The Academy of Motion Pictures Arts and Sciences (AMPAS) has announced the 2009 winners of its Scientific & Technical Awards. The awards honor innovations that have contributed in significant ways to motion pictures.
Mark Wolforth and Tony Sedivy won for their contributions to the development of the Truelight real-time 3-D look-up table hardware system. Through the use of color management software and hardware, this system enables accurate color presentation in the digital intermediate preview process.
Dr. Klaus Anderle, Christian Baeker and Frank Billasch won for their contributions to the LUTher 3-D look-up table hardware device and color management software. The LUTher system was one of the first color look-up table processors to be widely adopted by the pioneering digital intermediate facilities in the industry.
Steve Sullivan, Kevin Wooley, Brett Allen and Colin Davidson will be honored for the development of the Imocap on-set performance capture system. Imocap successfully addresses the need for on-set, low-impact performance capture.
Hayden Landis, Ken McGaugh and Hilmar Koch won for advancing the technique of ambient occlusion rendering. Ambient occlusion has enabled a new level of realism in synthesized imagery and has become a standard tool for computer graphics lighting in motion pictures.
Bjorn Heden won for the design and mechanical engineering of the silent, two-stage planetary friction drive Heden Lens Motors. Per Christensen, Michael Bunnell and Christophe Hery won for the development of point-based rendering for indirect illumination and ambient occlusion.
Dr. Richard Kirk won for the overall design and development of the Truelight real-time 3-D look-up table hardware device and color management software. Volker Massmann, Markus Hasenzahl, Dr. Klaus Anderle and Andreas Loew were cited for the development of the Spirit 4K/2K film scanning system as used in the digital intermediate process for motion pictures.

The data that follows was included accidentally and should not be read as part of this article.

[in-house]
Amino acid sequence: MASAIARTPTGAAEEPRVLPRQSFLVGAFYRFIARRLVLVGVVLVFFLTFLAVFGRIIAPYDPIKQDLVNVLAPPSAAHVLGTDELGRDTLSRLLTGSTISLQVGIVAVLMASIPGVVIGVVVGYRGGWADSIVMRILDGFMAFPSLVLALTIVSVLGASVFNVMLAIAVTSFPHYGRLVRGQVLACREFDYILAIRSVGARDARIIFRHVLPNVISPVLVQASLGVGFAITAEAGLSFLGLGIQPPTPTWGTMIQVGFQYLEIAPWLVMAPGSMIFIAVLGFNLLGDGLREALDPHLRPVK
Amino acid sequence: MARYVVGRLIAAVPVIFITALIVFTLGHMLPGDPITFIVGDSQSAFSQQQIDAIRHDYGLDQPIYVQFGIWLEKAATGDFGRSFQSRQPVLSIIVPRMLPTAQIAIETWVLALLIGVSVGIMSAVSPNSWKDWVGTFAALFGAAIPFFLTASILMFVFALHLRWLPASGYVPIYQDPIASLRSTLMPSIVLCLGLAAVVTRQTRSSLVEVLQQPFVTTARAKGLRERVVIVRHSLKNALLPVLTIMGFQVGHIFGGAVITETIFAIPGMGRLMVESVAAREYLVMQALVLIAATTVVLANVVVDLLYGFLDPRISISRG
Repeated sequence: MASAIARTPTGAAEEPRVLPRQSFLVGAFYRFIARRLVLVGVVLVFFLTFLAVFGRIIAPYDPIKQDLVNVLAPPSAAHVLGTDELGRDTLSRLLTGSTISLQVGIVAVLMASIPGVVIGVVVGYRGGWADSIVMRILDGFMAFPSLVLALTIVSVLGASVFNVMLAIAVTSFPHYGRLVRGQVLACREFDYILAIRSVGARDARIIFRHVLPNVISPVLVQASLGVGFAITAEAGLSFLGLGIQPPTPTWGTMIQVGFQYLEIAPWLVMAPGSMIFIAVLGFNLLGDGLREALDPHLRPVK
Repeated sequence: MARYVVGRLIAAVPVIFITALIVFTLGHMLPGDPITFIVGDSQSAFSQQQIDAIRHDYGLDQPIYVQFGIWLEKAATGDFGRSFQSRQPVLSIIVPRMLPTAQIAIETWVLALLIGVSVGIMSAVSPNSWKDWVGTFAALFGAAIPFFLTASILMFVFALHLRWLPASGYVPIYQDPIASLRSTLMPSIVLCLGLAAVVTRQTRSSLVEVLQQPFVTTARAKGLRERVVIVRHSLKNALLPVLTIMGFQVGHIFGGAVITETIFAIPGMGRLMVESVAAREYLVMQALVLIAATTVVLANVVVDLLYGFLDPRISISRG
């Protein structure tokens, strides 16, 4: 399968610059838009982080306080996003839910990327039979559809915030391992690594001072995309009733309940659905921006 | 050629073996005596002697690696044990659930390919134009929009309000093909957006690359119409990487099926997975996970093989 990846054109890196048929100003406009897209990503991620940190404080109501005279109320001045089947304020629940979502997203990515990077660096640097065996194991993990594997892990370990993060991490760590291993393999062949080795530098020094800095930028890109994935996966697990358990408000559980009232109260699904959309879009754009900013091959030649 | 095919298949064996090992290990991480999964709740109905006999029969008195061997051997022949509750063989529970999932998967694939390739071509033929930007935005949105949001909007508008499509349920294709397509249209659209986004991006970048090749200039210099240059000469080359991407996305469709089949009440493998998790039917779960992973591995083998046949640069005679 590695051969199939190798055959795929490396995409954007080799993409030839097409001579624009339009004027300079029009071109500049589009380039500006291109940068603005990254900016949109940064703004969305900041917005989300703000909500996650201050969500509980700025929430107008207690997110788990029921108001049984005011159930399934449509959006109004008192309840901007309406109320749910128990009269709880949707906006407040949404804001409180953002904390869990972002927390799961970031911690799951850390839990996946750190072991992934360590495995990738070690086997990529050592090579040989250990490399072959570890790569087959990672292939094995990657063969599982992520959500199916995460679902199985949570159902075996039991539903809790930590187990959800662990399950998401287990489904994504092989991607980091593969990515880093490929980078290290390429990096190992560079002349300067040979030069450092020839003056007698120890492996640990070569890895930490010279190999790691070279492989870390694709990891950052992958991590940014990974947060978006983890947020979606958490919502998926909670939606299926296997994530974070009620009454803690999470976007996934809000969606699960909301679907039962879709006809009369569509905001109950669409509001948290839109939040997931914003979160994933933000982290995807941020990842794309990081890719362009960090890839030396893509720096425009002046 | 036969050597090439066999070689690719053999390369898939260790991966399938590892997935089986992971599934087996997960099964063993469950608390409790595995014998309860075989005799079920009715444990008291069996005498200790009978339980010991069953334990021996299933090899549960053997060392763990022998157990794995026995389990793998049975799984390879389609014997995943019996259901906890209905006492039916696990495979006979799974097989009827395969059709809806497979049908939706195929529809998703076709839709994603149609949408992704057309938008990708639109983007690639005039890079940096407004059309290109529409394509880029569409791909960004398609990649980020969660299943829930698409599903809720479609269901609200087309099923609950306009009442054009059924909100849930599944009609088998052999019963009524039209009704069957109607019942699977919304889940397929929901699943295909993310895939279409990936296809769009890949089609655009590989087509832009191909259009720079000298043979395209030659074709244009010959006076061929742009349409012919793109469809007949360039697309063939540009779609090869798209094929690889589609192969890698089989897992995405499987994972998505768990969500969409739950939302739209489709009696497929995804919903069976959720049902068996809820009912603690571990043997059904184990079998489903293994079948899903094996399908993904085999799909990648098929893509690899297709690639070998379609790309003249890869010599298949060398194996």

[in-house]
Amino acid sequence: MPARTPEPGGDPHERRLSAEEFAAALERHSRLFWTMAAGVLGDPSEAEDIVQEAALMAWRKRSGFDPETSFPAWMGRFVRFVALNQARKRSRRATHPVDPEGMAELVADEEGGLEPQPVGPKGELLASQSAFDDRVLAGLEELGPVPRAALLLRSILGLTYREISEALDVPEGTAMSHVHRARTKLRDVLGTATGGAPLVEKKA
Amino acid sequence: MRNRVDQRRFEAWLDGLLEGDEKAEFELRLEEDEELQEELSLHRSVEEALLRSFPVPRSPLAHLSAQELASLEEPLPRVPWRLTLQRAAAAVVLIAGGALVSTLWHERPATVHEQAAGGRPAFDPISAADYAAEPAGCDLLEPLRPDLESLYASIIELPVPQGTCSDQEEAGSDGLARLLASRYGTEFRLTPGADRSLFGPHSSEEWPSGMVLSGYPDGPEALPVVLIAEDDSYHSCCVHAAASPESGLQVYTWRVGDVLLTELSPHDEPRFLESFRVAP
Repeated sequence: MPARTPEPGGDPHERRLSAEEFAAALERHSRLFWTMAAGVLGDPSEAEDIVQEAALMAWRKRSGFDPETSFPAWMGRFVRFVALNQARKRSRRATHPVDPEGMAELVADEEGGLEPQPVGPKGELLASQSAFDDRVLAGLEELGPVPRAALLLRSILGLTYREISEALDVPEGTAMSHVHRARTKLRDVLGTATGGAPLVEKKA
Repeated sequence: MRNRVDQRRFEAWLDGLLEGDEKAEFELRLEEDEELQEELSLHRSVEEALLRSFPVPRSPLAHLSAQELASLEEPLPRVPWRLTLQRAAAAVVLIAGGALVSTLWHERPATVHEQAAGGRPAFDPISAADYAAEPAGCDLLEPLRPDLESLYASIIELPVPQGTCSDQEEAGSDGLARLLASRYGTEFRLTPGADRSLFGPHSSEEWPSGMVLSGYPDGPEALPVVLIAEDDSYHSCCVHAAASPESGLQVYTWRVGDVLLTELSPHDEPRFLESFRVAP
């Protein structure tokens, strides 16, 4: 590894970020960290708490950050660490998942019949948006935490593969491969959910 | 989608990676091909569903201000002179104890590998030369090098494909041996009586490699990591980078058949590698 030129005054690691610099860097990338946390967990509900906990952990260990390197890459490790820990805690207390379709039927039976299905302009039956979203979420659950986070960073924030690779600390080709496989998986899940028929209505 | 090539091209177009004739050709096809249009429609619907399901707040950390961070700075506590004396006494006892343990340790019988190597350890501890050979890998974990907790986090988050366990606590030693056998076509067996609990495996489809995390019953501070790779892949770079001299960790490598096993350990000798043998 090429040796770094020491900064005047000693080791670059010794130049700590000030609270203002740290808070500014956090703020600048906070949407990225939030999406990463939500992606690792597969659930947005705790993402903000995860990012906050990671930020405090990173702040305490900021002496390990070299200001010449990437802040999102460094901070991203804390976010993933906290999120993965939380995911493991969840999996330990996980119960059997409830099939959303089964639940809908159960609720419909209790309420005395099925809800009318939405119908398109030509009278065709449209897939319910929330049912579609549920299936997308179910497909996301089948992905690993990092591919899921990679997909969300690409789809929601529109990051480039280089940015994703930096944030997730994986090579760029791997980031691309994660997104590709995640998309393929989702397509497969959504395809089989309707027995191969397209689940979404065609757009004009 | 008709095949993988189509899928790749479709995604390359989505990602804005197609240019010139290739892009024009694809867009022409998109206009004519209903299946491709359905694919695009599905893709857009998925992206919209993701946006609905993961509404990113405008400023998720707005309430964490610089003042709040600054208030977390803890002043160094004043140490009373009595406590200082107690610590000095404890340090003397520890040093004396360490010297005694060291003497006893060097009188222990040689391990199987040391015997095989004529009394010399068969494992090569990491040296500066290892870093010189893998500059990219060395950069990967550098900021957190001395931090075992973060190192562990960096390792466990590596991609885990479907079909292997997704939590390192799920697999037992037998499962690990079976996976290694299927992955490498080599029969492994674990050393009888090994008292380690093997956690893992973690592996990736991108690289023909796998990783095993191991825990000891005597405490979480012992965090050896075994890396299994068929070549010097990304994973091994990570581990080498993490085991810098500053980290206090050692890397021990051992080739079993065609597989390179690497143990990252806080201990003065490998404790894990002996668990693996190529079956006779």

Michael Cieslinski, Dr. Reimar Lenz and Bernd Brauner were named for the development of the ARRISCAN film scanner, enabling high-resolution, high-dynamic range, pin-registered film scanning for use in the digital intermediate process. Wolfgang Lempp, Theo Brown, Tony Sedivy and Dr. John Quartel won for the development of the Northlight film scanner, which enables high-resolution, pin-registered scanning in the motion picture digital intermediate process.
Steve Chapman, Martin Tlaskal, Darrin Smart and Dr. James Logie won for their contributions to the development of the Baselight color correction system, which enables real-time digital manipulation of motion picture imagery during the digital intermediate process.
Mark Jaszberenyi, Gyula Priskin and Tamas Perlaki were cited for their contributions to the development of the Lustre color correction system, which enables real-time digital manipulation of motion picture imagery during the digital intermediate process. Brad Walker, D. Scott Dewald, Bill Werner and Greg Pettitt won for their contributions furthering the design and refinement of the Texas Instruments DLP Projector technology, achieving a level of performance that enabled color-accurate digital intermediate previews of motion pictures.
Fujifilm, Ryoji Nishimura, Masaaki Miki and Youichi Hosoya won for the design and development of Fujicolor ETERNA-RDI digital intermediate film, which was designed exclusively to reproduce motion picture digital masters. Paul Debevec, Tim Hawkins, John Monos and Mark Sagar were cited for the design and engineering of the Light Stage capture devices and the image-based facial rendering system developed for character relighting in motion pictures.
The awards will be presented in Beverly Hills, CA, on Feb. 20.
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